Friday, 28 August 2009


SEOUL — South Korea is considering restricting the operations of its Christian missionaries in the Middle East after dozens were expelled for their activities, officials said Thursday.
Missionaries could run the risk of terror attacks and ordinary Korean tourists or businessmen might also be targeted, they said.
"Dozens of our citizens were expelled from Iran, Jordan, Yemen and other Islamic countries in the Middle East last month," a foreign ministry official told AFP, asking not to be identified.
He gave no exact figure. Chosun Ilbo newspaper, quoting a government source, said more than 80 were expelled in the past two months.
"The government is considering taking various and prudent steps for the safety of citizens overseas," the ministry official said without elaborating.
The Korea Herald, without giving a source, said Jordan had recently warned Seoul of possible terror attacks against South Korean missionaries.
In 2007 Afghanistan's Taliban kidnapped 23 South Korean Christian aid workers, two of whom were later killed. The remainder were set free after an undisclosed deal between the Seoul government and their captors.
In March four South Korean visitors to Yemen were killed in a suicide bombing at a historic tourist site. A statement purportedly from Al-Qaeda claimed responsibility.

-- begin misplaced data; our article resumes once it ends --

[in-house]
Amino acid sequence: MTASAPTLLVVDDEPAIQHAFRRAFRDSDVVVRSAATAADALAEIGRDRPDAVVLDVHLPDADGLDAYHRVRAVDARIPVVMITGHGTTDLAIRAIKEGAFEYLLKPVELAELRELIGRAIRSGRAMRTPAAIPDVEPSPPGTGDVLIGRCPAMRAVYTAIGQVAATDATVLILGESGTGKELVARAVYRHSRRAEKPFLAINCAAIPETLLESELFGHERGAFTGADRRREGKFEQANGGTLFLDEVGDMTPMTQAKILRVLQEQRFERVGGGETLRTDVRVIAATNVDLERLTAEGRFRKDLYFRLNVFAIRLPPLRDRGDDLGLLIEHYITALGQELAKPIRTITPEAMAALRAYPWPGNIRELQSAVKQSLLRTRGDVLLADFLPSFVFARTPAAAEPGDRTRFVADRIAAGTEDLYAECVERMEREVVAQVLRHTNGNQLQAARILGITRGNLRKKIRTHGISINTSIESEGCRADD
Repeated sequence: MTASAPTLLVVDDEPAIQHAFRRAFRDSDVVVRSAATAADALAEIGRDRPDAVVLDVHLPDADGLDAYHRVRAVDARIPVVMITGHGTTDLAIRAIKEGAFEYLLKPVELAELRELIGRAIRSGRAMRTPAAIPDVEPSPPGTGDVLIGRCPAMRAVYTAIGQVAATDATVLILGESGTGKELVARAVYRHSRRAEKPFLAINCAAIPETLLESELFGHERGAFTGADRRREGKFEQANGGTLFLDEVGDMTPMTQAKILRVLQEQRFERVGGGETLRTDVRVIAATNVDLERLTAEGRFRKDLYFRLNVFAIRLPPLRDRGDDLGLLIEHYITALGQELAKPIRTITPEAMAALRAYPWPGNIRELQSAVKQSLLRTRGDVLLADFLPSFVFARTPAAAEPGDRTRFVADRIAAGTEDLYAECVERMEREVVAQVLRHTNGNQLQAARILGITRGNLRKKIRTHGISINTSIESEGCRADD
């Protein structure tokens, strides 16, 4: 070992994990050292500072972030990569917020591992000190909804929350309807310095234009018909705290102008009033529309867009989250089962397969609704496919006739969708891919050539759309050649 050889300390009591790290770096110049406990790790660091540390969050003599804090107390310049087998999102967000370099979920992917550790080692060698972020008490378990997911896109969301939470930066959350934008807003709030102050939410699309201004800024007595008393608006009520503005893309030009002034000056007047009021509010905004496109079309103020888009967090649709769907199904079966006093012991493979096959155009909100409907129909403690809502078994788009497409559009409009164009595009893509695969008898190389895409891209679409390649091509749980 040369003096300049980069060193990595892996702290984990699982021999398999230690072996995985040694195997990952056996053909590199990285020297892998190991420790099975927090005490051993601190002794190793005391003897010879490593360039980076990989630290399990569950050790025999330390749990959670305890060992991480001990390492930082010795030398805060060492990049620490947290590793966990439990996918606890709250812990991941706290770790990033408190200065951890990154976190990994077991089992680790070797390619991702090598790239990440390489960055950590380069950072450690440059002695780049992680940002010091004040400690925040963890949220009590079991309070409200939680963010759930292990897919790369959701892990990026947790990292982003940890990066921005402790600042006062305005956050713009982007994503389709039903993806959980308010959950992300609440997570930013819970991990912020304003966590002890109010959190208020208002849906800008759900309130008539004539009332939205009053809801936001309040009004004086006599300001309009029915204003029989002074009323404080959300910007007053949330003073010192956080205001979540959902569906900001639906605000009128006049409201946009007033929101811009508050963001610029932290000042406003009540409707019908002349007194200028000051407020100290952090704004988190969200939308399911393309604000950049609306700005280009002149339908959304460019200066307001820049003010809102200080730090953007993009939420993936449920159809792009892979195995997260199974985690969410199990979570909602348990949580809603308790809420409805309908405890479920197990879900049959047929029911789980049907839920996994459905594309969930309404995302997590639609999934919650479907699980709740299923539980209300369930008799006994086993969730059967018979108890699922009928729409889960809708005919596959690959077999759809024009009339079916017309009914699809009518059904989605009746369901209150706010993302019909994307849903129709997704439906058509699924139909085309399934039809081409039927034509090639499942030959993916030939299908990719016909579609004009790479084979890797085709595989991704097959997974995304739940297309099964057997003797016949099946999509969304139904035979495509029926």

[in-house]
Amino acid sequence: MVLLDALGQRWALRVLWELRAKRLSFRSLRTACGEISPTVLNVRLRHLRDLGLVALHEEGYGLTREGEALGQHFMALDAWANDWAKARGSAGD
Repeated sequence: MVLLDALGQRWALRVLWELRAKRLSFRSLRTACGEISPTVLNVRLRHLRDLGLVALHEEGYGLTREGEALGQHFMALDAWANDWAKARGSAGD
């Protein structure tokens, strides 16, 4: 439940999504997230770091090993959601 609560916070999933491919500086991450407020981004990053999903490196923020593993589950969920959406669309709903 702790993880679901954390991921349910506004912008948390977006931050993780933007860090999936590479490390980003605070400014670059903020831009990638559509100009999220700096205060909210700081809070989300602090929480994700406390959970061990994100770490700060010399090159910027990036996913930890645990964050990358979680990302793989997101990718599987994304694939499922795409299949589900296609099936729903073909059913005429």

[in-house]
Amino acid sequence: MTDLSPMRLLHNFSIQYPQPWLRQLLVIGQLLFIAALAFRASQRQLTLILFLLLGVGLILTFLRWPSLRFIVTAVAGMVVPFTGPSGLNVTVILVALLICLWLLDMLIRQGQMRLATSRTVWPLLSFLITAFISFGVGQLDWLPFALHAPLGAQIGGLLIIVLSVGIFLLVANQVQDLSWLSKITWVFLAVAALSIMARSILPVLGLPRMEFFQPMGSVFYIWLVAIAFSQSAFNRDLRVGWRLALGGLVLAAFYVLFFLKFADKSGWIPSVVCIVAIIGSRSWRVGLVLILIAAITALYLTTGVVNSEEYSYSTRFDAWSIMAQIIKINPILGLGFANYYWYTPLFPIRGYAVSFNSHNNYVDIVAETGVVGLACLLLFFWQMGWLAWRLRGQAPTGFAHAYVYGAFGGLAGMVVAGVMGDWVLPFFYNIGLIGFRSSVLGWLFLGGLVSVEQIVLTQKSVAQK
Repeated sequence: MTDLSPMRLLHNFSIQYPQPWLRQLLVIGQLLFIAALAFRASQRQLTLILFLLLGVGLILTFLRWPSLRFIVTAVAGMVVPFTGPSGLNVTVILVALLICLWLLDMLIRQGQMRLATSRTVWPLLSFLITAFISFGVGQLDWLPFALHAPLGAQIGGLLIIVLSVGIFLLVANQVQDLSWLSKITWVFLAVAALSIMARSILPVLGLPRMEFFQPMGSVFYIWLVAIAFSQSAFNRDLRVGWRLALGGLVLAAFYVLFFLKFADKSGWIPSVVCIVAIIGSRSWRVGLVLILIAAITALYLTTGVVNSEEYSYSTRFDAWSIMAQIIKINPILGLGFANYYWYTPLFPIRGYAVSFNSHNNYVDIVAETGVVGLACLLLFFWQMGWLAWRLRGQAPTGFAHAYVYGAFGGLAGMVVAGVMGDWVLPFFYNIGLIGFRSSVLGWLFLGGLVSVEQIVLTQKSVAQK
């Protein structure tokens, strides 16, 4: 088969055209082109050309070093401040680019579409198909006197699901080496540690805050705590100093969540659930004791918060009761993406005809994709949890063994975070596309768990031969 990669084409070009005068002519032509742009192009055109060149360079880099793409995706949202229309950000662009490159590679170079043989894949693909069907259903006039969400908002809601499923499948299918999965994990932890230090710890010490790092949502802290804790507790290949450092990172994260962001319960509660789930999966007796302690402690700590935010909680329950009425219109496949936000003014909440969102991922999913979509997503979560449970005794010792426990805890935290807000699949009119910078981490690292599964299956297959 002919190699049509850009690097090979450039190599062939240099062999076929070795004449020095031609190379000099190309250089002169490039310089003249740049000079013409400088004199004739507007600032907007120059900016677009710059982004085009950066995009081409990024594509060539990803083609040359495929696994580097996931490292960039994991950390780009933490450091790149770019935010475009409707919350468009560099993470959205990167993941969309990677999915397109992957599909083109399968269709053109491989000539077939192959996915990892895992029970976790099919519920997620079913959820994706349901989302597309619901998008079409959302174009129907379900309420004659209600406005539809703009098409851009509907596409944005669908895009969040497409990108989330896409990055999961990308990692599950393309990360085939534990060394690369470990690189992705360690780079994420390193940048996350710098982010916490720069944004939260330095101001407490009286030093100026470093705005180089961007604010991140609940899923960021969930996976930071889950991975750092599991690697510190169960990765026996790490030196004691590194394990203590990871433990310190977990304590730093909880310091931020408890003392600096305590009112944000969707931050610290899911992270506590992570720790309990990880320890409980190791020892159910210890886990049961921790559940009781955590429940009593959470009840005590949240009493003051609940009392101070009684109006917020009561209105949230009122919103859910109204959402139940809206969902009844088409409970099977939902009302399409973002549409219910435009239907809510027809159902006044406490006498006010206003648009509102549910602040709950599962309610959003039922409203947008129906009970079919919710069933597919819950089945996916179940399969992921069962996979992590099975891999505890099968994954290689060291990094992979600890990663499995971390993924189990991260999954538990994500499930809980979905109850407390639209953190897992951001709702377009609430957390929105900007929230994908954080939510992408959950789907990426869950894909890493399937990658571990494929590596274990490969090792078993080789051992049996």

In June a female volunteer was murdered after being kidnapped in Yemen.
It was unclear if the Yemen victims had links to missionary groups.
South Korea was also targeted after sending non-combat troops to Iraq.
In 2004 a militant group believed linked to Al-Qaeda beheaded a South Korean hostage after unsuccessfully demanding the Seoul government pull out troops.
Under South Korean law the government can restrict citizens' overseas travel if they are subject to a criminal investigation or it is feared they could damage national interests or public safety.
It can refuse to issue or renew passports for up to three years for those who have tarnished the nation's reputation abroad.
Christian and civic groups have maintained that any restrictions would violate constitutional rights to free travel and religious freedom.
South Korea has some 13.7 million Christians (8.6 million Protestants and 5.1 million Catholics) and about 10 million Buddhists, according to the National Statistical Office.
Some Protestant groups are noted for aggressive proselytising.